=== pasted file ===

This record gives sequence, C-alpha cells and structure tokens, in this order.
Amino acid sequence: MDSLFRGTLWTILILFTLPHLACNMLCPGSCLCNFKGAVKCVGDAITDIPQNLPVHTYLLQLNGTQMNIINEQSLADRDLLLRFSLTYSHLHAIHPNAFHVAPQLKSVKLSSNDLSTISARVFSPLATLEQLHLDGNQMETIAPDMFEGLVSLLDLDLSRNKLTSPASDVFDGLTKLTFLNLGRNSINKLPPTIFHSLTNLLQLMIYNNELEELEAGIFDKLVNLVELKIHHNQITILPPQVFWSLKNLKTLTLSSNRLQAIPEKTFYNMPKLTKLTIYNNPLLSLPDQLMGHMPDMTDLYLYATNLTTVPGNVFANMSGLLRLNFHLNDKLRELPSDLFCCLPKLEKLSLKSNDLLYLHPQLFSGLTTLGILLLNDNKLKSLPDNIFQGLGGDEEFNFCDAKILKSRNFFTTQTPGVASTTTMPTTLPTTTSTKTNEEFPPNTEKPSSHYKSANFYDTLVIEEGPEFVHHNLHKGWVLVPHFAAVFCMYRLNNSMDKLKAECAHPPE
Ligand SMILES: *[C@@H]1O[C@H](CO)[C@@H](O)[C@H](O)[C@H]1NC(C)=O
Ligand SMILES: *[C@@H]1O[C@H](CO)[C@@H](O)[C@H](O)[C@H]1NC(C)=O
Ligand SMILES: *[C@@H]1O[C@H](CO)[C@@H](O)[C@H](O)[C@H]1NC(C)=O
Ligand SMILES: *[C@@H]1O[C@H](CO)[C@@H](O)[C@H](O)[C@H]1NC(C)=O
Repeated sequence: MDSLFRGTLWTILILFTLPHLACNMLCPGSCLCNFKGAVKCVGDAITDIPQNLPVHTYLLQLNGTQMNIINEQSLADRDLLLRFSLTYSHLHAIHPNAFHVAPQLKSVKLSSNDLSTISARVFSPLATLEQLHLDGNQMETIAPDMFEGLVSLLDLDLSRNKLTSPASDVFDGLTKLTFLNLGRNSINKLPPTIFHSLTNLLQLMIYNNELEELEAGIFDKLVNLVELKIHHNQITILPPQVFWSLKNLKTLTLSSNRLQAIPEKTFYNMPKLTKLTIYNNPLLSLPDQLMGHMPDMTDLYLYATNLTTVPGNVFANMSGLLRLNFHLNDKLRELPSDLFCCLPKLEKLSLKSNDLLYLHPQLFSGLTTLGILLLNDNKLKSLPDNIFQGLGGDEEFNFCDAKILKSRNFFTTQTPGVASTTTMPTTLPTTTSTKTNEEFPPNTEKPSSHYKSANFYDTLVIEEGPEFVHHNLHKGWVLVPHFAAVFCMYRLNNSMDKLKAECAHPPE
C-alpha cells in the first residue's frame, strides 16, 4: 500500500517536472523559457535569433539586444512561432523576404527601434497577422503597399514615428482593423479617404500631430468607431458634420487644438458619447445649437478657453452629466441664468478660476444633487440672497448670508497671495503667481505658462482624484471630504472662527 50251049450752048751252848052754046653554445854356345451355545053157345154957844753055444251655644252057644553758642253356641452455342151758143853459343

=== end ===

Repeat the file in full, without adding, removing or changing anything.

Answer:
This record gives sequence, C-alpha cells and structure tokens, in this order.
Amino acid sequence: MDSLFRGTLWTILILFTLPHLACNMLCPGSCLCNFKGAVKCVGDAITDIPQNLPVHTYLLQLNGTQMNIINEQSLADRDLLLRFSLTYSHLHAIHPNAFHVAPQLKSVKLSSNDLSTISARVFSPLATLEQLHLDGNQMETIAPDMFEGLVSLLDLDLSRNKLTSPASDVFDGLTKLTFLNLGRNSINKLPPTIFHSLTNLLQLMIYNNELEELEAGIFDKLVNLVELKIHHNQITILPPQVFWSLKNLKTLTLSSNRLQAIPEKTFYNMPKLTKLTIYNNPLLSLPDQLMGHMPDMTDLYLYATNLTTVPGNVFANMSGLLRLNFHLNDKLRELPSDLFCCLPKLEKLSLKSNDLLYLHPQLFSGLTTLGILLLNDNKLKSLPDNIFQGLGGDEEFNFCDAKILKSRNFFTTQTPGVASTTTMPTTLPTTTSTKTNEEFPPNTEKPSSHYKSANFYDTLVIEEGPEFVHHNLHKGWVLVPHFAAVFCMYRLNNSMDKLKAECAHPPE
Ligand SMILES: *[C@@H]1O[C@H](CO)[C@@H](O)[C@H](O)[C@H]1NC(C)=O
Ligand SMILES: *[C@@H]1O[C@H](CO)[C@@H](O)[C@H](O)[C@H]1NC(C)=O
Ligand SMILES: *[C@@H]1O[C@H](CO)[C@@H](O)[C@H](O)[C@H]1NC(C)=O
Ligand SMILES: *[C@@H]1O[C@H](CO)[C@@H](O)[C@H](O)[C@H]1NC(C)=O
Repeated sequence: MDSLFRGTLWTILILFTLPHLACNMLCPGSCLCNFKGAVKCVGDAITDIPQNLPVHTYLLQLNGTQMNIINEQSLADRDLLLRFSLTYSHLHAIHPNAFHVAPQLKSVKLSSNDLSTISARVFSPLATLEQLHLDGNQMETIAPDMFEGLVSLLDLDLSRNKLTSPASDVFDGLTKLTFLNLGRNSINKLPPTIFHSLTNLLQLMIYNNELEELEAGIFDKLVNLVELKIHHNQITILPPQVFWSLKNLKTLTLSSNRLQAIPEKTFYNMPKLTKLTIYNNPLLSLPDQLMGHMPDMTDLYLYATNLTTVPGNVFANMSGLLRLNFHLNDKLRELPSDLFCCLPKLEKLSLKSNDLLYLHPQLFSGLTTLGILLLNDNKLKSLPDNIFQGLGGDEEFNFCDAKILKSRNFFTTQTPGVASTTTMPTTLPTTTSTKTNEEFPPNTEKPSSHYKSANFYDTLVIEEGPEFVHHNLHKGWVLVPHFAAVFCMYRLNNSMDKLKAECAHPPE
C-alpha cells in the first residue's frame, strides 16, 4: 500500500517536472523559457535569433539586444512561432523576404527601434497577422503597399514615428482593423479617404500631430468607431458634420487644438458619447445649437478657453452629466441664468478660476444633487440672497448670508497671495503667481505658462482624484471630504472662527 50251049450752048751252848052754046653554445854356345451355545053157345154957844753055444251655644252057644553758642253356641452455342151758143853459343